Thinking about the NFL does not immediately bring to mind a cartoonish bull or an anthropomorphized eagle. After all, the league has come to epitomize toughness, sanctioned violence, and all things manly for the 93 years it has been in existence. Yet, since the very earliest days of American professional football, there have been field-side entertainers to amuse and occupy fans between plays and during game breaks. For example, did you know that 26 teams have cheerleading squads or dance teams within their franchises and two – the Washington Redskins and the Baltimore Ravens – have full marching bands? What about all NFL mascots…
The cheapest and most interactive form of non-competitive fan entertainment, however, remains the mascot – which 29 of the 32 NFL teams have in either an unofficial or official capacity. (The New York Jets, the New York Giants and the Green Bay Packers currently have no recognized mascots.) While some mascots are considered controversial, most are fan-friendly marketing tools that help promote a team’s identity and brand in a non-intimidating way.
We compiled a montage of 28 NFL mascots to demonstrate the variety among the league’s costumed performers.
Finding a Favorite
According to Sports Illustrated (SI), Blitz – one of the Seattle Seahawks mascots – is the top-ranked mascot. What makes Blitz so appealing? His perceived cockiness. “This seahawk already knows he has you beat,” wrote SI.com. “He has that cocky grin and pushed-out chest of an older brother that constantly asks you why you keep hitting yourself.”
Who else makes Sports Illustrated’s top five? The Chicago Bears’ Staley Da Bear (a nod to the Bears’ original franchise name); the Cleveland Browns’ smirking dog mascot Chomps; the Arizona Cardinals’ Big Red; and the Buffalo Bills’ Billy Buffalo, who is easily confused for Beast from Disney’s “Beauty and the Beast.” Coming in last – at No. 28 – is the Oakland Raiders’ Raider Rusher, which SI described: “it’s like when the weird kid in class reaches into a backpack and asks if you want to see something really cool. But he happens to pull out just a toy – instead of a nameless stranger’s thumb.”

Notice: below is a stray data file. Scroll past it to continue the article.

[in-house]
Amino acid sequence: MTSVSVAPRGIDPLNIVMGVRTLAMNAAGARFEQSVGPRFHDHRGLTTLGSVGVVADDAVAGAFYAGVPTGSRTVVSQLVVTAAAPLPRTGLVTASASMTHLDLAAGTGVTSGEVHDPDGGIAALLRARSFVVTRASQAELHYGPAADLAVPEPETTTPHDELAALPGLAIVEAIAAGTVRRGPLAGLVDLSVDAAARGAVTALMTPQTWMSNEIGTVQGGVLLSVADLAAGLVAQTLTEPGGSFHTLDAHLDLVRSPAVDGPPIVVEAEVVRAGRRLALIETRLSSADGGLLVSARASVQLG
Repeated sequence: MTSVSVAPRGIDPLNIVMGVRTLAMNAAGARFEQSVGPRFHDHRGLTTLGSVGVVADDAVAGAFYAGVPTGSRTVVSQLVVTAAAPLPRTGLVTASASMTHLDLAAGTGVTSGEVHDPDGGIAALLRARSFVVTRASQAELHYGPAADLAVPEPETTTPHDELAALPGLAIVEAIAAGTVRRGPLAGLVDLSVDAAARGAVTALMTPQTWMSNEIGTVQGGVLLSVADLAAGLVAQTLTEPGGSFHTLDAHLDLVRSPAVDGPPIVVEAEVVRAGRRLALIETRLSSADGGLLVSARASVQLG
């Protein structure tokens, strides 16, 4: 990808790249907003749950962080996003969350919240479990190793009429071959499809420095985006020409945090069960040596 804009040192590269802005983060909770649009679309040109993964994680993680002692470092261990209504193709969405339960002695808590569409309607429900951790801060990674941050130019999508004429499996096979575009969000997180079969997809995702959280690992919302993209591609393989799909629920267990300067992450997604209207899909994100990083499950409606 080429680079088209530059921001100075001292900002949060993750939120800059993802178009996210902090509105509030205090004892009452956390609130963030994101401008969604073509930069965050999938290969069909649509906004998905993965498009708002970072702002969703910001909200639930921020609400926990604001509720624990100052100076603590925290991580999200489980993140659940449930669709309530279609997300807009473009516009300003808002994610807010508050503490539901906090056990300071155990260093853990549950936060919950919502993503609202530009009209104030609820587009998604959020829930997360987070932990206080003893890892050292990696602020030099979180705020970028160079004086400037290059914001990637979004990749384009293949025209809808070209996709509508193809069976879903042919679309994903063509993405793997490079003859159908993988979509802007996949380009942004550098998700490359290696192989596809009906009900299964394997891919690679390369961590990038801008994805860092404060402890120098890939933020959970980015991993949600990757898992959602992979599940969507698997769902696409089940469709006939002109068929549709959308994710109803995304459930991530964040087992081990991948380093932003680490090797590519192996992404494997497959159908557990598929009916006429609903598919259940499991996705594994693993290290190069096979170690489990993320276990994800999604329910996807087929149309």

SI’s ranking of mascots is far from the only opinion – CBS Sports, for example, thought the Minnesota Vikings’ former motorcycle-riding Ragnar was the best. Nearly every fan site and sports magazine has its own list of favorite mascots, and people passionately debate what makes a mascot good or bad. For the franchises, this is a good thing: Mascot culture fuels merchandising sales, which ultimately improve the bottom line and increase the brand’s presence among consumers.
The Importance of a Good Mascot
A good mascot functions on several levels simultaneously. First, the mascot actively communicates with fans, riling them up and encouraging them to cheer louder, boo the opponents, and laugh at opportune times. This helps to turn the fans into the “12th man,” whose enthusiasm and energy fuels the team on the field.
Second, for a fan base that contains multiple age groups, a mascot offers a consistent point of reference. American football is a complicated sport with a steep learning curve; it is helpful to have a colorful figure who both entertains the kids and leads the cheer for the adults.
Finally, a good mascot serves as the face for the brand that is different from the padding-clad athlete. This creates opportunities for merchandising, advertising, and cross-promotions for the team that may not be available otherwise. For instance, parents may hesitate to buy a jersey for their son or daughter, but they may think differently about buying a mascot plush doll, a collectible drink container featuring a mascot’s face, or a mascot T-shirt. A good mascot offers opportunities to promote the franchise to future fans in ways both obvious and subtle; this may help to explain why only 20 teams across the NBA, NHL, NFL, and MLB do not use a mascot in some way.
So who is your favorite mascot? Fanatics carries a full selection of mascot bobbleheads, T-shirts, and other must-haves for the die-hard fan.